Nintendo president Satoru Iwata has stressed that he does not see a dark future for the company and has explained why he is unwilling to change the company's steep financial forecast for the full year. It comes as part of a new investor Q&A article.
Replying to queries over potential down-sizing in this investor Q&A, Iwata said, "We need a company with a lot of muscle, but a company that also has no excess fat -- one that makes smart spending decisions."
That said, Iwata repeated his stance that, "Restructuring the workforce is not the first option we consider even when cost cutting is required."
Iwata added, "I would like you to understand that this is because we do not see a dark future for Nintendo."
When asked how Nintendo hopes to meet its ¥100 billion operating income projection by the end of the financial year, he replied, "I believe that my ultimate responsibility is to maximize the long-term corporate value of Nintendo. That is how I view my role, but on the other hand, I am not saying that the current financial forecast has become unattainable. As I remarked just a while ago, the annual financial performance of a video game company rests heavily upon its success in the year-end sales season.
"There would of course be a significant difference between the most optimistic and the most pessimistic scenarios. This is the inevitable fate of any video game company, and even if one may hope it to be more foreseeable, we operate in an environment where it is impossible to know the outcome of a product we have produced until consumers have tried it for themselves.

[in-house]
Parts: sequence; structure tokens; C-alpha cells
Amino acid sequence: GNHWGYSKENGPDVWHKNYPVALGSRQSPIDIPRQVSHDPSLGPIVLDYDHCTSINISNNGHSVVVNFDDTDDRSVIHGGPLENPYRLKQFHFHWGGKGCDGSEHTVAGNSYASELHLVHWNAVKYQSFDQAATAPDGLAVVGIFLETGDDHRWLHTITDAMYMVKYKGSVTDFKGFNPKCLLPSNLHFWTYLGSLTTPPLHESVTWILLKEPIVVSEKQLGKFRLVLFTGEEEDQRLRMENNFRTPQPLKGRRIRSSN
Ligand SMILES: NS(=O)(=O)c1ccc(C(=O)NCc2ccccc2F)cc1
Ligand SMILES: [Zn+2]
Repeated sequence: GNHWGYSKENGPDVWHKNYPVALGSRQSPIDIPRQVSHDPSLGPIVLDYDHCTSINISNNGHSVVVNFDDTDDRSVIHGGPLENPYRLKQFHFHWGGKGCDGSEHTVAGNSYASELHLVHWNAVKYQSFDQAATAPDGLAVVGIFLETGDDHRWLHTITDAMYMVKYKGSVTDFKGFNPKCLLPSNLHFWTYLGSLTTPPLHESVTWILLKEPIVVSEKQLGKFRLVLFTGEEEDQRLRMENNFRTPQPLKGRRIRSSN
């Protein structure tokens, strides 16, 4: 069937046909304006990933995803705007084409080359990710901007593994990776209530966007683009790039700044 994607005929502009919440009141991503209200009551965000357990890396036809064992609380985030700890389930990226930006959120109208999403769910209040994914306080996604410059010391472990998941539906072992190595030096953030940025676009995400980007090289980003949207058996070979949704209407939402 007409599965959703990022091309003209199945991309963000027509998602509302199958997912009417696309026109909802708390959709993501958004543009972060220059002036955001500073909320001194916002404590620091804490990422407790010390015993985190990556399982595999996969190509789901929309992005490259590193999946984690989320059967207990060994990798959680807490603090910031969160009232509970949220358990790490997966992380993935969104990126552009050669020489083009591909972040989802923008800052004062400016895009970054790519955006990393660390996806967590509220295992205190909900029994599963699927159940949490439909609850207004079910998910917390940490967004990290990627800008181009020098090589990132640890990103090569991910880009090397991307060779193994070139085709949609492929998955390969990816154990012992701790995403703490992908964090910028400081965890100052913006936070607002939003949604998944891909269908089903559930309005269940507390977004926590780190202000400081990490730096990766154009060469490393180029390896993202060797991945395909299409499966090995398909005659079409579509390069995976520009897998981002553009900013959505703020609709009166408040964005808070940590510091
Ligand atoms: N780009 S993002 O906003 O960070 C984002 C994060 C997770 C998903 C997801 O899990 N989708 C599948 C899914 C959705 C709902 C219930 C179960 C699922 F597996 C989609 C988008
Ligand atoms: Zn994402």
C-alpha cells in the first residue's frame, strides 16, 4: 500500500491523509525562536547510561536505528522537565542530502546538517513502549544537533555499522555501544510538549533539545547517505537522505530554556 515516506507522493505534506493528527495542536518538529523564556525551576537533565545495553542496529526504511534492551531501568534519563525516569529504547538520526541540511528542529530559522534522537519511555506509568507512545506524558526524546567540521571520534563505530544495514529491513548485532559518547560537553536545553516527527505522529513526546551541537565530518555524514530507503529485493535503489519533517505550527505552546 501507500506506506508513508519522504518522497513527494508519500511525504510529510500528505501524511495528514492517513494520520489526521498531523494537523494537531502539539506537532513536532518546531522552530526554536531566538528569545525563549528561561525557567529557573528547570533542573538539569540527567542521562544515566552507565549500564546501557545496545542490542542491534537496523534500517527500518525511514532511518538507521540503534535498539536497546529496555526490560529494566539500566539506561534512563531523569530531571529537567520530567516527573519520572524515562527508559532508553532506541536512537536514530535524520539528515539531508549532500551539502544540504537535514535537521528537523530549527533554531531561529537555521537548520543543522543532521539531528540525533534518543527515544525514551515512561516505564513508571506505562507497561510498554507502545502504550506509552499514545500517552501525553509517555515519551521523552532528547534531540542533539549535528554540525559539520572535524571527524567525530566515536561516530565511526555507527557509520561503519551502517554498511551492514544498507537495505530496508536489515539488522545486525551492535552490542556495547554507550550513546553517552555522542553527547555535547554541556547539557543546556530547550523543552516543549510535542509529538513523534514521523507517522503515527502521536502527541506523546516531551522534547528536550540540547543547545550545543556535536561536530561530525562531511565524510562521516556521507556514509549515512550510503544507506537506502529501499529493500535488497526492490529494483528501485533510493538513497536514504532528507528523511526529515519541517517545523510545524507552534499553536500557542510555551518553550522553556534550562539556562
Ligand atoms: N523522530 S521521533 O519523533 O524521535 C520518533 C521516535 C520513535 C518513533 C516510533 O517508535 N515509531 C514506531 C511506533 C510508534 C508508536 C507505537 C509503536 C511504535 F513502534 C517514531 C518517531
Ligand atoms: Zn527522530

"What is more, how players influence the value of our products and turn them into hit titles through interacting with each other, and thereby creating buzz in society, is simply beyond our reach. All we can do is offer the best entertainment that we can and do our best to motivate our consumers to talk about our products, but there is inevitably a fair degree of uncertainty in our performance. Therefore, I do not think that it is the right time to change our financial forecast."
The Q&A article follows Nintendo's most-recent financial report. It revealed that 300,000 Wii U consoles were sold during Q3, yet the company has decided to keep its ¥100 billion income prediction.
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